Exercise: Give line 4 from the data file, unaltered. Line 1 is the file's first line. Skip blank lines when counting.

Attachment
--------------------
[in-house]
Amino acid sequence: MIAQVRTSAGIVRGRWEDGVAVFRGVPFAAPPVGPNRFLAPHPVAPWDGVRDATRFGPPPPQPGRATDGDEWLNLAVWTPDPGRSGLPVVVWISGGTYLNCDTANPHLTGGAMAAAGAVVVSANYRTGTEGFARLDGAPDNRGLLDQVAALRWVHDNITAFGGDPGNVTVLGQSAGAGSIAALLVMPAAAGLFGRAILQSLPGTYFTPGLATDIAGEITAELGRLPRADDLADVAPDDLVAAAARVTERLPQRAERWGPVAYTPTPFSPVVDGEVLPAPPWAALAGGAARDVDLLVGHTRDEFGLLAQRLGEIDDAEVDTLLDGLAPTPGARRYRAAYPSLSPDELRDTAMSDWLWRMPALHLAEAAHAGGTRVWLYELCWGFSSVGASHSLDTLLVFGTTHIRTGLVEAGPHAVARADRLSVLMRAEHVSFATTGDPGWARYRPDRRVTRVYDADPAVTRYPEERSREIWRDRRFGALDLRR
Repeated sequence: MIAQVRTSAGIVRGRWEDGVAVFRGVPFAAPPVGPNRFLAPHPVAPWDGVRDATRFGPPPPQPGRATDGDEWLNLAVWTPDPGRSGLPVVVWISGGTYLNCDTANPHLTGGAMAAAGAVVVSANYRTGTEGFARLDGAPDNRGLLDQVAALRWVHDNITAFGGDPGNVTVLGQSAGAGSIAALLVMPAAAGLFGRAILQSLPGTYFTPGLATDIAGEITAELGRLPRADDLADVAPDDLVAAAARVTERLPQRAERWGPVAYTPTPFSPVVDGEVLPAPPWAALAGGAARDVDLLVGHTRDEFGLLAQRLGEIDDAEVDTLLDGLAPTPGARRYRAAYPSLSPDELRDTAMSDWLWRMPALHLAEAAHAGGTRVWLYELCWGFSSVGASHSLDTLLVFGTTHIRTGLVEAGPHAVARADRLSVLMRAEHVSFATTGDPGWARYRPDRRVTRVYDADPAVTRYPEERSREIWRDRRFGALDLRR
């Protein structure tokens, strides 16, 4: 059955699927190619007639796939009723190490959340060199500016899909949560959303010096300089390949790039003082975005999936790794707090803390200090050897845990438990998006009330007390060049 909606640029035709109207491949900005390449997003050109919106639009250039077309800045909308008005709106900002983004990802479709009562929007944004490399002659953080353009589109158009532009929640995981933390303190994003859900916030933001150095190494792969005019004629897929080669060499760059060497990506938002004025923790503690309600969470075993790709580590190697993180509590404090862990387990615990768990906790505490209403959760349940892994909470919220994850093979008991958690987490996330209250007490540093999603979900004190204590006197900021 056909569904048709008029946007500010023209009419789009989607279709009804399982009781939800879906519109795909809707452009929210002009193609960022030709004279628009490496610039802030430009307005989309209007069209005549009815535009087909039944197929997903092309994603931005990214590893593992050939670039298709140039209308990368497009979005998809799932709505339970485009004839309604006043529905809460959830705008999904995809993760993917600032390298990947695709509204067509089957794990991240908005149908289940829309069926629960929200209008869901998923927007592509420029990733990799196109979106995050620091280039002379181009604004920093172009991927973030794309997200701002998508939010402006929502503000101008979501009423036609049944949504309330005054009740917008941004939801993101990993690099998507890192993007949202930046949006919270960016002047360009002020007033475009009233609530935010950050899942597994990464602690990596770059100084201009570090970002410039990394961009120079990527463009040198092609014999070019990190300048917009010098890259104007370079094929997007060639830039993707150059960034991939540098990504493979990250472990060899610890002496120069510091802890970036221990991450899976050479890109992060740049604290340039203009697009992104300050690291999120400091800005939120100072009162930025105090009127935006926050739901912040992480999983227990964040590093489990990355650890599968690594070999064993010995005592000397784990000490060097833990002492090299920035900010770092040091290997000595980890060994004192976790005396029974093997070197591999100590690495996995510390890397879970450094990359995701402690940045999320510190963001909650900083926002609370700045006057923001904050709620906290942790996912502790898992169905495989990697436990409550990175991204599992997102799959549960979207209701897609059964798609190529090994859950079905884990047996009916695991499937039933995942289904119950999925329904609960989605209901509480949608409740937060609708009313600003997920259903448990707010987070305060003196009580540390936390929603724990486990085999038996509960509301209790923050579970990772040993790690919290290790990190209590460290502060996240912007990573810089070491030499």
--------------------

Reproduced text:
């Protein structure tokens, strides 16, 4: 059955699927190619007639796939009723190490959340060199500016899909949560959303010096300089390949790039003082975005999936790794707090803390200090050897845990438990998006009330007390060049 909606640029035709109207491949900005390449997003050109919106639009250039077309800045909308008005709106900002983004990802479709009562929007944004490399002659953080353009589109158009532009929640995981933390303190994003859900916030933001150095190494792969005019004629897929080669060499760059060497990506938002004025923790503690309600969470075993790709580590190697993180509590404090862990387990615990768990906790505490209403959760349940892994909470919220994850093979008991958690987490996330209250007490540093999603979900004190204590006197900021 056909569904048709008029946007500010023209009419789009989607279709009804399982009781939800879906519109795909809707452009929210002009193609960022030709004279628009490496610039802030430009307005989309209007069209005549009815535009087909039944197929997903092309994603931005990214590893593992050939670039298709140039209308990368497009979005998809799932709505339970485009004839309604006043529905809460959830705008999904995809993760993917600032390298990947695709509204067509089957794990991240908005149908289940829309069926629960929200209008869901998923927007592509420029990733990799196109979106995050620091280039002379181009604004920093172009991927973030794309997200701002998508939010402006929502503000101008979501009423036609049944949504309330005054009740917008941004939801993101990993690099998507890192993007949202930046949006919270960016002047360009002020007033475009009233609530935010950050899942597994990464602690990596770059100084201009570090970002410039990394961009120079990527463009040198092609014999070019990190300048917009010098890259104007370079094929997007060639830039993707150059960034991939540098990504493979990250472990060899610890002496120069510091802890970036221990991450899976050479890109992060740049604290340039203009697009992104300050690291999120400091800005939120100072009162930025105090009127935006926050739901912040992480999983227990964040590093489990990355650890599968690594070999064993010995005592000397784990000490060097833990002492090299920035900010770092040091290997000595980890060994004192976790005396029974093997070197591999100590690495996995510390890397879970450094990359995701402690940045999320510190963001909650900083926002609370700045006057923001904050709620906290942790996912502790898992169905495989990697436990409550990175991204599992997102799959549960979207209701897609059964798609190529090994859950079905884990047996009916695991499937039933995942289904119950999925329904609960989605209901509480949608409740937060609708009313600003997920259903448990707010987070305060003196009580540390936390929603724990486990085999038996509960509301209790923050579970990772040993790690919290290790990190209590460290502060996240912007990573810089070491030499």